A combination of wooden houses and unsafe wiring results in a lot of fires in slum areas. Today, thanks to Eau et Vie,slum inhabitants can treat a fire. The social impact is huge.” In each community where it provides water, Eau et Vie operates a two-pronged approach: in addition to the social enterprise, which builds and maintains the water network and collects fees, there is a separate local association, which works with the community on a variety of matters, from hygiene awareness to fire prevention and waste management.

Daisy Millanes, a community coordinator with the Eau et Vie association in Lower Tipolo, explains: “Water and Life’s mission is to improve the lives of the people in the communities where the programme is active, and to empower them through dedicated services such as sanitation, hygiene, environment, fire prevention and firefighting.

On this last point, in each district where it operates, Eau et Vie will train one volunteer firefighter for every 50 families and install one fire hydrant for every 80 families, as well as organising training sessions twice a year. In the long term, the 15,000 people living in the Bhashantek district will have access to hygienic and sustainable toilets, one WC for a dozen people (compared with 20 to 50 currently).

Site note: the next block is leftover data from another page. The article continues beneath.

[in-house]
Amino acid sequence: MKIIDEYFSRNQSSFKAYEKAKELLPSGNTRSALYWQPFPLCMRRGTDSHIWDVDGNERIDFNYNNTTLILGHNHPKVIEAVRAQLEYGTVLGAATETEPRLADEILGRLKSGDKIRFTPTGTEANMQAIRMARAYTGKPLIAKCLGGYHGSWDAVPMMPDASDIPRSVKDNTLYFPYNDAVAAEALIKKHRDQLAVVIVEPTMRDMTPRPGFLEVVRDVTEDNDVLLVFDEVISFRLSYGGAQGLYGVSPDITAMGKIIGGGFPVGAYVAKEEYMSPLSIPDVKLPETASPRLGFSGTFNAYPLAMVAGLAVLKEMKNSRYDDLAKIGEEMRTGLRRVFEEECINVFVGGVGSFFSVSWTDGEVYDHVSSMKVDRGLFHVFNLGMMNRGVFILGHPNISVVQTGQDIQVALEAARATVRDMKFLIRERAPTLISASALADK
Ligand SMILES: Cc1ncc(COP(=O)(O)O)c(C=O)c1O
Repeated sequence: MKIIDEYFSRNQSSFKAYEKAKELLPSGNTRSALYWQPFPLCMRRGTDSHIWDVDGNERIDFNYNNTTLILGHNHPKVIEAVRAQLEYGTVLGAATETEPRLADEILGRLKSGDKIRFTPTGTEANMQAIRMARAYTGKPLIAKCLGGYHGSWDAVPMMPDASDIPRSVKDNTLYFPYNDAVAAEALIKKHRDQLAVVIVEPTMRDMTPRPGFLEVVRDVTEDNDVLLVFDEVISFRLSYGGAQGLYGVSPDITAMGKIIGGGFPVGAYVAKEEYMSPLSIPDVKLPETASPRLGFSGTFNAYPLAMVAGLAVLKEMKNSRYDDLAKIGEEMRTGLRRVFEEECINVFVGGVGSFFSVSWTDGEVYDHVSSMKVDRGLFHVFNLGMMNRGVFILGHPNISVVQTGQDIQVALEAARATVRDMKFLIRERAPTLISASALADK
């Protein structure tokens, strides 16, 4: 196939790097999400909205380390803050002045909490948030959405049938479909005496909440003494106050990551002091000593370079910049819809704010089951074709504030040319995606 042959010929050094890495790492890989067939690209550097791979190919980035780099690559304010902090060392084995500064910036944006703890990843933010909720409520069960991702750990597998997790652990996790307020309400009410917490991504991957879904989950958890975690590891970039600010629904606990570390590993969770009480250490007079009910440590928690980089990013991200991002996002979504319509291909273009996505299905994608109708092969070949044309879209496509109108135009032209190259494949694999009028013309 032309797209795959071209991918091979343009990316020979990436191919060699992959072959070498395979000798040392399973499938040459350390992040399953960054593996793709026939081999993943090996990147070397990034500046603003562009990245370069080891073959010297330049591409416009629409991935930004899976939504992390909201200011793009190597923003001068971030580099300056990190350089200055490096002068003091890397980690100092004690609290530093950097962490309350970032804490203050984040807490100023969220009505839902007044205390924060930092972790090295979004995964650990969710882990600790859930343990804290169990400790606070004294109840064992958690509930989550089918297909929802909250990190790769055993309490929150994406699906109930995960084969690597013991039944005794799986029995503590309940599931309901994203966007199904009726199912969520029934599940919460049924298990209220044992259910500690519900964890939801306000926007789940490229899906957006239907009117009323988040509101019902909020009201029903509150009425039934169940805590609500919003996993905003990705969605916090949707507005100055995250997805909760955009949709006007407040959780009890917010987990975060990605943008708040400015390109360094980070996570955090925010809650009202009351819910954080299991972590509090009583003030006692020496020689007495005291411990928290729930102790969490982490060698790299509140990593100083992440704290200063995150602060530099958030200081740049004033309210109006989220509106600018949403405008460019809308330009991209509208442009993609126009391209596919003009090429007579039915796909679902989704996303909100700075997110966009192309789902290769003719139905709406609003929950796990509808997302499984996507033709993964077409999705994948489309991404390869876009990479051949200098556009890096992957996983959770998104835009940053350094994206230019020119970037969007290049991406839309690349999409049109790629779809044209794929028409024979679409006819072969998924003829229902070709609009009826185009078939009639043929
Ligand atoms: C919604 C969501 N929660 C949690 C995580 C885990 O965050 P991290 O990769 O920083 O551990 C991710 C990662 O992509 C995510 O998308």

Access to water and electricity will be provided within each block to improve hygiene and safety conditions, and one in three toilets will be accessible to people with reduced mobility and children.

Filipino schoolchildren are taught about hygieneby Eau et Vie staff

It is not the only target for Philippe de Roux and Valérie Dumans. As Dumans says: “At the end of 2017, there were about 25,000 beneficiaries with safe water. For the end of 2020, our target is 100,000.

Eau et Vie now employs 129 staff – including 101 local people – across its headquarters in Nantes and the countries in which it operates. Again, the Trafigura Foundation has played its part in the organisation’s development. Dumans says: “In 2017, after 10 years of activity, it was time for us to develop a new strategic plan to improve the sustainability of our organisation. The Trafigura Foundation played a pivotal role: they offered solid, timely advice and provided us with the means to hire a professional consultant to lay the groundwork for our future growth.

The future, then, looks bright – and, happily, that should mean brighter lives, by virtue of clean, running water for thousands more people in impoverished communities in Asia and Africa.